Innovative Circuits in Emerging Technologies – ISSCC2012
February 22, 2012, ISSCC, San Francisco—Emerging technologies provide a window into areas that are far from the beaten track, but have the potential to be important at some time in the future.
Energy harvesting can enable the addition of electronics to many new applications. The University of Tokyo developed a self powered, insole pedometer. The piezoelectric energy harvester is also the substrate for the organic, PMOS devices. The substrate is made of 21 layers of polyvinylidene difluoride which generates about 2 V. This voltage is used to run the circuits for counting steps.
Continuing with organic devices, Katholic University of Leuven is working on organic, capacitive touch sensors on a plastic foil. This film will be combined with flexible displays to make a flexible touch screen, or a control input for other functions. The substrate choice forces the use of organic transistors are compatible with the low temperature processing of the plastic material. The problem with organic transistors is that are very low speed and power capabilities.
Another transistor technology is amorphous gallium indium zinc oxide. Thin-film transistors using this material have achieved better electron mobility than amorphous silicon. The optical transparency and relatively low processing temperatures make this technology compatible with any larger applications on plastic foils. A demonstration circuit from Eindhoven University of Technology is a six bit 10 mega-sample per second digital to analog converter.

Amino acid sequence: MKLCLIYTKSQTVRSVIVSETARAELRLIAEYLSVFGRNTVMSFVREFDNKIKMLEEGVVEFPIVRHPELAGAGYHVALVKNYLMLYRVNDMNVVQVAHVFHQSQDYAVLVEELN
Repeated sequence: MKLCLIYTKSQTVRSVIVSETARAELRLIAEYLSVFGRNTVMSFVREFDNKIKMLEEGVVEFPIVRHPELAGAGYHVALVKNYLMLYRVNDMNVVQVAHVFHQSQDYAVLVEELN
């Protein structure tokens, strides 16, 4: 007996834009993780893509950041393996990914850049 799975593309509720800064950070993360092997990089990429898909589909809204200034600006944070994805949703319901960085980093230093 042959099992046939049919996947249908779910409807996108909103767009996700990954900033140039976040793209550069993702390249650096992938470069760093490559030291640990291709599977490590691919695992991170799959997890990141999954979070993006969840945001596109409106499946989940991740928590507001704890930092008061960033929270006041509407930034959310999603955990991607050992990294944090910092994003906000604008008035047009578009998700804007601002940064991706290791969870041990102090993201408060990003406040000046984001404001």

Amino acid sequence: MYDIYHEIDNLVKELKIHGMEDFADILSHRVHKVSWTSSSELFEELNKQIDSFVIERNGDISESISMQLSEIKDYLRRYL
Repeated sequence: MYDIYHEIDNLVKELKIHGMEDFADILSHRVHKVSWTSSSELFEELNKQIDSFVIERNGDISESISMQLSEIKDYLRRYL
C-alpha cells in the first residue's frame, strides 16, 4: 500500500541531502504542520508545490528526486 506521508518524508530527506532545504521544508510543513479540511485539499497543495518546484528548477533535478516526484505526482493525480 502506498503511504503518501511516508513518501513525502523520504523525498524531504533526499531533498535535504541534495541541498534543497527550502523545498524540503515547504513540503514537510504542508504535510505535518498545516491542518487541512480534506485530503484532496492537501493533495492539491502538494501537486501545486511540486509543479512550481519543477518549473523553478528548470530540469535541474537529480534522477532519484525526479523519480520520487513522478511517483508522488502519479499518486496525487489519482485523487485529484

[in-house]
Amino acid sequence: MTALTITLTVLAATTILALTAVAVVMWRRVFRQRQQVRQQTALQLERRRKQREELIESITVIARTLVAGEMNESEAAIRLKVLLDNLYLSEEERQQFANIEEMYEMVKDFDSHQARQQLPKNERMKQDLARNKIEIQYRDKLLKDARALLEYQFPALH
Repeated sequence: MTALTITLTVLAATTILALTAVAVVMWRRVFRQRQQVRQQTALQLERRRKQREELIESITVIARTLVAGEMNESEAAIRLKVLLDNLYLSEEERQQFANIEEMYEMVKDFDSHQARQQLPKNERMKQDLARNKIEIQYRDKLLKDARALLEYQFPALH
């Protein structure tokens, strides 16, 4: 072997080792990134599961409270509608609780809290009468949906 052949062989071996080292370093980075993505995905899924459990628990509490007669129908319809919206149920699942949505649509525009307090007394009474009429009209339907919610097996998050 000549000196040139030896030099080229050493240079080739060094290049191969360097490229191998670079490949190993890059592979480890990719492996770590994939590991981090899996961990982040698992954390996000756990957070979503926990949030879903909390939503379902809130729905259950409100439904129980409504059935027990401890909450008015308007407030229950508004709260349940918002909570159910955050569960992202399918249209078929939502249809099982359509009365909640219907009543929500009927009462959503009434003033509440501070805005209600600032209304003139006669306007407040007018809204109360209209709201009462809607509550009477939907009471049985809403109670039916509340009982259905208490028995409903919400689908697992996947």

At the other extreme and performance, UCLA showed a self compensating 60 GHz transceiver. One challenge of working in millimeter wave technologies is the parametric drift and the need for transmitter and receiver retuning over the life of the transceiver. This system monitors key parameters and makes adjustments to retune and optimize both the transmit and receive chains.
Mechanical components are now moving down to the nanometer range, making NEMS (nano electro-mechanical systems) compatible with CMOS processing. The reduced size of the mechanical components enables greater sensitivity and very dense arrays of sensors. CEA-LETI presented a single crystal NEMS resonator and its CMOS electronics on a single chip.